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Service times carved in stoneHallo again to all.

If you share our ways of investigating an unknown landscape, one of your first points of contact with a church is likely to be its signboard. Despite the convenience of the web when looking for a church to attend on a Sunday or holyday away from home, signboards are still the mainstay of church information as we walk or drive through a town. They tell us the church name, and often the clergy and musicians who serve there. In most cases they tell us when services begin, occasionally even in stone as above. Now and then the choice of words hints at the parish's DNA: 'The Lord's Supper', for example, and 'Solemn Mass' are good giveaways for brands of churchmanship.

Of late, we've noticed a new trend on church signboards and websites; some now indicate the time at which a service begins and the time at which it ends. A few examples: 'Most of the time the service lasts about 57 minutes'. 'Our service lasts 75 minutes'; 'Our worship takes about 40 minutes'. Others have firm start and stop times.

It is understandable that people should like to know when they'll be able to breakfast after communion or join friends for brunch. Others are keen to use what remains of Sunday to get on with some form of recreation: walking in the park or on the beach, finishing or starting a livre du jour, helping children with an essay due soon, or taking part in one of that most hallowed Sunday custom, the early afternoon post-church-and-paper nap. A clue about when a service will finish, as well as when it will start, can be undeniably helpful.

And yet we prefer to see just the starting times of services on signboards and websites. The time we give to Divine Worship is too important to be circumscribed by calculations after the manner of railway departures and arrivals. In this all-too-human world, a sermon inevitably goes longer or shorter than planned; a hymn takes longer to sing than one thought; a baby wails to the point of delaying a baptism for several minutes. The variables in worship are at least as great as those in automobile traffic.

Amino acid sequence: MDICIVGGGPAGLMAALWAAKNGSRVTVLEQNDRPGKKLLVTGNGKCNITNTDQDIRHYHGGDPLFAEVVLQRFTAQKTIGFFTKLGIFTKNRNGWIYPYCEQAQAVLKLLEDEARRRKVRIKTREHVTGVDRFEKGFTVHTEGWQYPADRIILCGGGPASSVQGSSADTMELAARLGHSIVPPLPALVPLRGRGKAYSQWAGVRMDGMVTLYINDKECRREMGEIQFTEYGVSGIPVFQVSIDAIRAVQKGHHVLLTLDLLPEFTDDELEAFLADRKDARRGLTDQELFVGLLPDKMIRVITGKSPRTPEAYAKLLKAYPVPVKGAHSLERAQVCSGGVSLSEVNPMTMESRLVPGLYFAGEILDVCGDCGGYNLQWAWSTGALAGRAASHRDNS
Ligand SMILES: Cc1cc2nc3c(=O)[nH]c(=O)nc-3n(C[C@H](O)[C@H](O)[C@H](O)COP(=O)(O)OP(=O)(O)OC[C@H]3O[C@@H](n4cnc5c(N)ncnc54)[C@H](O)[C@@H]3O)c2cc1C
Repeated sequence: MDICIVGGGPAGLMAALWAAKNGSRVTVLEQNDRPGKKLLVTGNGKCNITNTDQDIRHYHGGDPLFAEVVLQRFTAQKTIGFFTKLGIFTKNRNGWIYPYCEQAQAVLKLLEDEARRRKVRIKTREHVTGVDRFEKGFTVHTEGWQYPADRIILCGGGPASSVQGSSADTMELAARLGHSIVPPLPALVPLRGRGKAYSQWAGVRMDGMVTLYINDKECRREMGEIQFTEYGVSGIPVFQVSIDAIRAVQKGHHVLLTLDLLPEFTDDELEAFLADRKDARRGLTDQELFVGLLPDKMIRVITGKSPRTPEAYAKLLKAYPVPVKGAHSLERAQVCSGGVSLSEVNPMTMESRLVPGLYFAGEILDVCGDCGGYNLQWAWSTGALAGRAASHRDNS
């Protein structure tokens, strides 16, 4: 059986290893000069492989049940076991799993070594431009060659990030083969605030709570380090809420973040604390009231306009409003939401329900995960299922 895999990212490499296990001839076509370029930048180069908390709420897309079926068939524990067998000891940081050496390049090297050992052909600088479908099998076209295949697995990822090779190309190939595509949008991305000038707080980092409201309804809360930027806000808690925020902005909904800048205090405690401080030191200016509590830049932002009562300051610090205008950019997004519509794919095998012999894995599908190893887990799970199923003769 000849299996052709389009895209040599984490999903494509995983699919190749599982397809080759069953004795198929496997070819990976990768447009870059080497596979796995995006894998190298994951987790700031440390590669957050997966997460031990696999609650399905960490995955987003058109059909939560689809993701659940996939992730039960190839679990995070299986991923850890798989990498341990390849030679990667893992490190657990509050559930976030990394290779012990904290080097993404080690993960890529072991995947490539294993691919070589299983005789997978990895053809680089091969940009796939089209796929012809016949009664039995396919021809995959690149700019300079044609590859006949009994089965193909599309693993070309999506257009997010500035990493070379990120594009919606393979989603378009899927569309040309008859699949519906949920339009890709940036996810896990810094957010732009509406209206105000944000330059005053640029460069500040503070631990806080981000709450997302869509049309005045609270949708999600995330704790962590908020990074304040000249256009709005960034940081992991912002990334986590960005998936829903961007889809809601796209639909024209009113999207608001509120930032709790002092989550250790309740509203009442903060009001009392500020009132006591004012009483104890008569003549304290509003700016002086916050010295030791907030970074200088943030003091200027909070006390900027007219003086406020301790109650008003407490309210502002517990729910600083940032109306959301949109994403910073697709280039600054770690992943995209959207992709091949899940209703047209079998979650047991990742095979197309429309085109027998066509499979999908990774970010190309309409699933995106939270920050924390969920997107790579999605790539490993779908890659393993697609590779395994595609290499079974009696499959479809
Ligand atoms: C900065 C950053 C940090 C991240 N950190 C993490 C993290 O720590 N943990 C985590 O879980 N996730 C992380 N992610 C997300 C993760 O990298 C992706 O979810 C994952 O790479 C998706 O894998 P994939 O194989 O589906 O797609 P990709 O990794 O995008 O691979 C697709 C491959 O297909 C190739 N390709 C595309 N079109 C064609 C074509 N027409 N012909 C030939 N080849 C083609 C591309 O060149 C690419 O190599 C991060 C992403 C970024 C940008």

For our part, we're unable to treat time spent in bookshops, museums, churchyards, or fleamarkets as anything but open-ended. In what Kathleen Norris has called 'quotidian mysteries', we enter a kind of supra-chronological time that can't be measured — much less planned — on a clock. This richly textured, expanding, refreshing time is magnified in worship beyond even the loveliness of occasions outside church walls when we browse and meander without recourse to our watches.

Though we trust it is good for our souls as well as 'our bounden duty and service', it is true that time spent in church is lost time, lost to the clock of billable hours, lawn mowing, foodshopping and exercise. But as with so much in our earthly pilgrimage, this sort of loss can be counted as gain if we learn its true value. Call it kairos as opposed to chronos: God's transfigured, liturgical time as against the stultifying onward march of a second hand. In a rushed atmosphere driven by consumption and accomplishment, we do well to put our wristwatches away or at least refrain from glancing at them. As our weekly schedules become more and more rigid, robbing us of chance and rest (and also serendipity, wonder, and awe), it can be good to know just when something begins, but not necessarily to be sure that it will end 'about 57 minutes' later.

In truth, worship doesn't really have a fixed end-point on the clock, a terminus ad watch: it goes with God's blessing out into the world with us, where we continue it as best we can in our daily lives, with all their quotidian mysteries. This side of heaven, it's surely useful to know when to gather for common prayer from week to week, but we hope to see the, well, timely end of signboards and websites with fixed finishing lines other than divine growth and nourishment.

See you next week, same place, same time, with no promises about how long our letter will be.

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Last updated: 26 August 2007

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